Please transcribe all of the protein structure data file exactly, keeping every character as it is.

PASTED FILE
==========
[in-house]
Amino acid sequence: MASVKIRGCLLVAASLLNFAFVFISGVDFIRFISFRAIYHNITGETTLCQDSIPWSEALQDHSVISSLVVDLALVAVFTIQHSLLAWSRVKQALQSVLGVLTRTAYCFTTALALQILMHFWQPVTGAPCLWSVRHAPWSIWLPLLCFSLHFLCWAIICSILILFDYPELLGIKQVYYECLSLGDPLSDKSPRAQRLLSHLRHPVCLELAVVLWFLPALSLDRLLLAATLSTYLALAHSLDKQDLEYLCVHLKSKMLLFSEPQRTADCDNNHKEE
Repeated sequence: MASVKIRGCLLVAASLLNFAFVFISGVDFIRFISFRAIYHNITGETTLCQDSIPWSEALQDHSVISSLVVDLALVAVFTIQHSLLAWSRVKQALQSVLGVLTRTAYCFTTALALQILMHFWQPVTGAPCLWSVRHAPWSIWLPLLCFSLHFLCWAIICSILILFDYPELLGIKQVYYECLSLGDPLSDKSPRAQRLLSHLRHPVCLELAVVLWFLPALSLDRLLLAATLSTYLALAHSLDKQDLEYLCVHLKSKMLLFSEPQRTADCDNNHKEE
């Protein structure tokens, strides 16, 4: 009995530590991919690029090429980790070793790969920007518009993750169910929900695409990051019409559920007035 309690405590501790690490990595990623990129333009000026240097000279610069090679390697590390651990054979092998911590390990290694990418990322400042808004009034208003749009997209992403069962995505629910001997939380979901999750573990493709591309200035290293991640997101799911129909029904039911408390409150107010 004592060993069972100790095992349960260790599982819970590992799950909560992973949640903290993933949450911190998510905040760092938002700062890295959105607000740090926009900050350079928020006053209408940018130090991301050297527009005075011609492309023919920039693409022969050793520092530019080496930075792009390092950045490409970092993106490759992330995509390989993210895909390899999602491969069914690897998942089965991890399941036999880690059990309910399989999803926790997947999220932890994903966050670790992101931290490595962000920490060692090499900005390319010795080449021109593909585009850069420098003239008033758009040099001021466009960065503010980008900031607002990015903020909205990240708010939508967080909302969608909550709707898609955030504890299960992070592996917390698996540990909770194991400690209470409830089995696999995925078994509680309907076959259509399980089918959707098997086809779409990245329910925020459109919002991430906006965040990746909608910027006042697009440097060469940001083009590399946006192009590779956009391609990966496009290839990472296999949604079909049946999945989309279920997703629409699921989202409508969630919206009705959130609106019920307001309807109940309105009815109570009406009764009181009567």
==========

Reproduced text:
[in-house]
Amino acid sequence: MASVKIRGCLLVAASLLNFAFVFISGVDFIRFISFRAIYHNITGETTLCQDSIPWSEALQDHSVISSLVVDLALVAVFTIQHSLLAWSRVKQALQSVLGVLTRTAYCFTTALALQILMHFWQPVTGAPCLWSVRHAPWSIWLPLLCFSLHFLCWAIICSILILFDYPELLGIKQVYYECLSLGDPLSDKSPRAQRLLSHLRHPVCLELAVVLWFLPALSLDRLLLAATLSTYLALAHSLDKQDLEYLCVHLKSKMLLFSEPQRTADCDNNHKEE
Repeated sequence: MASVKIRGCLLVAASLLNFAFVFISGVDFIRFISFRAIYHNITGETTLCQDSIPWSEALQDHSVISSLVVDLALVAVFTIQHSLLAWSRVKQALQSVLGVLTRTAYCFTTALALQILMHFWQPVTGAPCLWSVRHAPWSIWLPLLCFSLHFLCWAIICSILILFDYPELLGIKQVYYECLSLGDPLSDKSPRAQRLLSHLRHPVCLELAVVLWFLPALSLDRLLLAATLSTYLALAHSLDKQDLEYLCVHLKSKMLLFSEPQRTADCDNNHKEE
């Protein structure tokens, strides 16, 4: 009995530590991919690029090429980790070793790969920007518009993750169910929900695409990051019409559920007035 309690405590501790690490990595990623990129333009000026240097000279610069090679390697590390651990054979092998911590390990290694990418990322400042808004009034208003749009997209992403069962995505629910001997939380979901999750573990493709591309200035290293991640997101799911129909029904039911408390409150107010 004592060993069972100790095992349960260790599982819970590992799950909560992973949640903290993933949450911190998510905040760092938002700062890295959105607000740090926009900050350079928020006053209408940018130090991301050297527009005075011609492309023919920039693409022969050793520092530019080496930075792009390092950045490409970092993106490759992330995509390989993210895909390899999602491969069914690897998942089965991890399941036999880690059990309910399989999803926790997947999220932890994903966050670790992101931290490595962000920490060692090499900005390319010795080449021109593909585009850069420098003239008033758009040099001021466009960065503010980008900031607002990015903020909205990240708010939508967080909302969608909550709707898609955030504890299960992070592996917390698996540990909770194991400690209470409830089995696999995925078994509680309907076959259509399980089918959707098997086809779409990245329910925020459109919002991430906006965040990746909608910027006042697009440097060469940001083009590399946006192009590779956009391609990966496009290839990472296999949604079909049946999945989309279920997703629409699921989202409508969630919206009705959130609106019920307001309807109940309105009815109570009406009764009181009567």